20 Years Dancing Together

Questions from our online community


As part of our celebrations of Lucy, Chris and Laura’s 20 years dancing together we invited questions from our online communities. Read the full answers from Lucy and Chris.

  • A rehearsal of Artificial Things. Four dancers sit in a line in front of a white curtain. A fifth stool is empty on the right, draped in a jacket. Left to right: David Willdridge, Amy Butler, Laura Jones and Chris Pavia.

  • A black and white image of Chris Pavia on the left, two dancers hold his hands behind him and he pushes forward. Laura Jones watches from her wheelchair in the background. Taken during an Artificial Things rehearsal.

  • Behind the scenes of the Artificial Things Film, shot in an abandoned shopping centre, Laura and Dave Toole dance on the floor in the centre. In the foreground a track stretches across the shot into the distance. A filming rig sits to the left with two people filming the action. The image is hazy due to the cold.

  • A black and white photo from behind the scenes of the Artificial Things Film. In the foreground, two people in thick coats and hats film the dancers, behind the camera the dancers are having a hot drink break.

What’s your favourite memory with Stopgap so far?

Lucy: I loved being on the film set with Chris Pavia and Sophie Fiennes for Artificial Things. I think Chris and I really found our medium to work together. I was able to coach Chris in between takes, Chris could repeat the choreography as many times as he needed, and he was able to develop it and we would keep the cameras running.

Chris: I think my favourite memory would have to be the short version of Artificial Things. We performed it in Italy, we had some changes to make it shorter and the people really liked it, we had good audiences. In breaks we looked around, we did site visits which I really enjoyed, the places there were amazing.

Did ‘disability justice awareness’ impact your choreography? If so, how?

Lucy: If you had asked me this a few years ago, I would have turned to Dave Toole or Laura Jones and asked them. We always said Stopgap did not need to be political. As a dance company of disabled and non-disabled people performing professionally – we were political.

The world feels very different now and looking back on our twenty years together we can see that from 2012 when we became a devising company in which either Chris or I facilitated the choreography – it was all about Disability Justice whether we were aware or not.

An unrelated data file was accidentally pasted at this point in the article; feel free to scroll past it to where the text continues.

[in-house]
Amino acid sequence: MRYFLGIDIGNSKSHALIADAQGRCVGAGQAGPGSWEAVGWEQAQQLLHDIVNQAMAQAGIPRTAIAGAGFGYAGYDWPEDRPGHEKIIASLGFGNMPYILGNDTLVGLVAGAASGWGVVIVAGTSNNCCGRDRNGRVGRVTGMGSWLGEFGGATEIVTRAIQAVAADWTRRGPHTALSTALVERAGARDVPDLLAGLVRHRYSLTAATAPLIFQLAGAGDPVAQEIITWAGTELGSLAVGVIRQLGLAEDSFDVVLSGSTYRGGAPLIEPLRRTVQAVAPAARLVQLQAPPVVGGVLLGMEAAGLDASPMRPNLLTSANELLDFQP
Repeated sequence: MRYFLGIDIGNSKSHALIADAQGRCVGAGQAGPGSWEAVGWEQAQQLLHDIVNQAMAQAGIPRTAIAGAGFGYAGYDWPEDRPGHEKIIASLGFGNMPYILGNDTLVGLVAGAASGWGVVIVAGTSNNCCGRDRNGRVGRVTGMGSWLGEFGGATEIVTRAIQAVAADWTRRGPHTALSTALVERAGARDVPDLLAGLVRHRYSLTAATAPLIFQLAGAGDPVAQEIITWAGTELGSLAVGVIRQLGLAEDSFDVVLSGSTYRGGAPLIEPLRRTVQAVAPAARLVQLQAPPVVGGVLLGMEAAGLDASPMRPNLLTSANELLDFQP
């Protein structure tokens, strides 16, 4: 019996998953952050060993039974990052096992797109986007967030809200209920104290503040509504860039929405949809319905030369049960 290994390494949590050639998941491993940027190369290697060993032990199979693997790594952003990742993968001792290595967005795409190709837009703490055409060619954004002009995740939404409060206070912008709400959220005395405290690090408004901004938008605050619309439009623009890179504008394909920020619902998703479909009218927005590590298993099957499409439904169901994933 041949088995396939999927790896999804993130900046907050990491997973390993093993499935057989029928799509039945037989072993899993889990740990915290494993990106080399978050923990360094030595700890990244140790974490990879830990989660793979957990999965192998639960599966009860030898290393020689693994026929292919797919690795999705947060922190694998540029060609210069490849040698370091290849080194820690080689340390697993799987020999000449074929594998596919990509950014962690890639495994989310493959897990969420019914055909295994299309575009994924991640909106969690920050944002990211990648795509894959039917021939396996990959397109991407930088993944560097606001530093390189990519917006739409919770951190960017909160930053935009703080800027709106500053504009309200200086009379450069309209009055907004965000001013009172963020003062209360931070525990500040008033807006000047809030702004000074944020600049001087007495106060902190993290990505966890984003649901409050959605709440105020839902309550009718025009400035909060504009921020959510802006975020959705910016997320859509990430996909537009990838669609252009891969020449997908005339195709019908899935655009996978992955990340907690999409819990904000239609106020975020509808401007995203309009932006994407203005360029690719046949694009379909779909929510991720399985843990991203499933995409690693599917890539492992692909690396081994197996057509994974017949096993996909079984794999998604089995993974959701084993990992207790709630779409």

For my first piece for Stopgap in 2006, I created a finale dance sequence for Dan Watson, Laura Jones and Chris Pavia. Because it was my movement on three very different dancers the sequence was clunky and flat. After that I realised that creating material with the dancers as individuals was paramount to the success of our inclusive culture.

When we began researching Artificial Things, it was Laura that said she was tired of learning standing dancers’ steps. Translating Laura’s way of moving in her wheelchair and not adapting her glides to suit the standing dancers’ conditioned way of moving gave us our signature style.

Dave, Chris, and Hannah have taught me less is more in choreography. By concentrating what they did well into selective scenes, we could make a powerful impact without exhausting them physically or mentally.

Now our latest production is part funded by the Law Department in Maynooth University and the European Research Council who are researching our inclusive choreography to support their recommendations for enhancing cultural diversity through European Law.

It’s been a journey.

What was your favourite bow moment after a show?

Lucy: To be honest, bowing as a performer felt awkward, a bit like someone switches all the lights on and wakes you up from a dream. I prefer watching the cast bow now and my favourite moment must be Frock in my hometown of Worthing. It is an outdoor show, and the Frock team are so happy and exhausted by the bow, it is really rewarding to see the connection between audience and artist when they are but a meter away from each other.

Of all the touring you've done, where is your favourite place you've visited?

Chris: I think my favourite place I’ve toured and performed was actually New York. It was a long time ago when we performed, and the city is incredible. Performing there was one of my highlights with Stopgap… performing on a big stage there.

Lucy: Beautiful Cambodia where I met Nadenh Poan – one of my favourite dancers.